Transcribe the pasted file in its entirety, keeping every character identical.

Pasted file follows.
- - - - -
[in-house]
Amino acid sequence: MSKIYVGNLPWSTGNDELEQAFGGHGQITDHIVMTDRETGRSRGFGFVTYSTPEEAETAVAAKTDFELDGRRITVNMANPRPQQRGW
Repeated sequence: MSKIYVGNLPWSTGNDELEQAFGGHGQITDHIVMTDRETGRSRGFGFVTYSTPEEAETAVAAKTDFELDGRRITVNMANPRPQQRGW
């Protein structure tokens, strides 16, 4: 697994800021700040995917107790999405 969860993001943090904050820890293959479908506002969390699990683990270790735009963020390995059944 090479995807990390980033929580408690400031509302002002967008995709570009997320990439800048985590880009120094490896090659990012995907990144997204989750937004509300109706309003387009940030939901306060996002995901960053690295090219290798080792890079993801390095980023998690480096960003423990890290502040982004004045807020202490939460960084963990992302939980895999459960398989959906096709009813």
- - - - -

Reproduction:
[in-house]
Amino acid sequence: MSKIYVGNLPWSTGNDELEQAFGGHGQITDHIVMTDRETGRSRGFGFVTYSTPEEAETAVAAKTDFELDGRRITVNMANPRPQQRGW
Repeated sequence: MSKIYVGNLPWSTGNDELEQAFGGHGQITDHIVMTDRETGRSRGFGFVTYSTPEEAETAVAAKTDFELDGRRITVNMANPRPQQRGW
């Protein structure tokens, strides 16, 4: 697994800021700040995917107790999405 969860993001943090904050820890293959479908506002969390699990683990270790735009963020390995059944 090479995807990390980033929580408690400031509302002002967008995709570009997320990439800048985590880009120094490896090659990012995907990144997204989750937004509300109706309003387009940030939901306060996002995901960053690295090219290798080792890079993801390095980023998690480096960003423990890290502040982004004045807020202490939460960084963990992302939980895999459960398989959906096709009813």